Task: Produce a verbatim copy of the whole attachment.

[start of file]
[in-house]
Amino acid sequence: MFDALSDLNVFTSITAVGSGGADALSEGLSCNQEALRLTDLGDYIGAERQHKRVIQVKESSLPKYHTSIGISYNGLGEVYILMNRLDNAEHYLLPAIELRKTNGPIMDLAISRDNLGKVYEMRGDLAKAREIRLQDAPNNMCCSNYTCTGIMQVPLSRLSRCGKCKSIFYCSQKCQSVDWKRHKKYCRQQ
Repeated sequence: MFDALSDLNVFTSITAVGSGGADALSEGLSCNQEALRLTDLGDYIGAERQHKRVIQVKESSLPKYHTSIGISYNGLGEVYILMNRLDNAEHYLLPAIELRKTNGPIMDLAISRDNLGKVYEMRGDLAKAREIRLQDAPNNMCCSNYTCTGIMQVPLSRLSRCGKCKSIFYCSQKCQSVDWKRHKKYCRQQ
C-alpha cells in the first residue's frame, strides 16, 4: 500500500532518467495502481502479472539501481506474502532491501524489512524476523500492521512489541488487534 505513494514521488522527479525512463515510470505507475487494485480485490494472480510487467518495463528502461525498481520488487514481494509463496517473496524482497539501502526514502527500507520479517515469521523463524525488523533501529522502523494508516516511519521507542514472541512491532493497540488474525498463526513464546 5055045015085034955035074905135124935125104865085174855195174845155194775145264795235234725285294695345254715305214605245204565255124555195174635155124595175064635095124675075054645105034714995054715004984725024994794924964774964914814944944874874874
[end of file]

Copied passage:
[in-house]
Amino acid sequence: MFDALSDLNVFTSITAVGSGGADALSEGLSCNQEALRLTDLGDYIGAERQHKRVIQVKESSLPKYHTSIGISYNGLGEVYILMNRLDNAEHYLLPAIELRKTNGPIMDLAISRDNLGKVYEMRGDLAKAREIRLQDAPNNMCCSNYTCTGIMQVPLSRLSRCGKCKSIFYCSQKCQSVDWKRHKKYCRQQ
Repeated sequence: MFDALSDLNVFTSITAVGSGGADALSEGLSCNQEALRLTDLGDYIGAERQHKRVIQVKESSLPKYHTSIGISYNGLGEVYILMNRLDNAEHYLLPAIELRKTNGPIMDLAISRDNLGKVYEMRGDLAKAREIRLQDAPNNMCCSNYTCTGIMQVPLSRLSRCGKCKSIFYCSQKCQSVDWKRHKKYCRQQ
C-alpha cells in the first residue's frame, strides 16, 4: 500500500532518467495502481502479472539501481506474502532491501524489512524476523500492521512489541488487534 505513494514521488522527479525512463515510470505507475487494485480485490494472480510487467518495463528502461525498481520488487514481494509463496517473496524482497539501502526514502527500507520479517515469521523463524525488523533501529522502523494508516516511519521507542514472541512491532493497540488474525498463526513464546 5055045015085034955035074905135124935125104865085174855195174845155194775145264795235234725285294695345254715305214605245204565255124555195174635155124595175064635095124675075054645105034714995054715004984725024994794924964774964914814944944874874874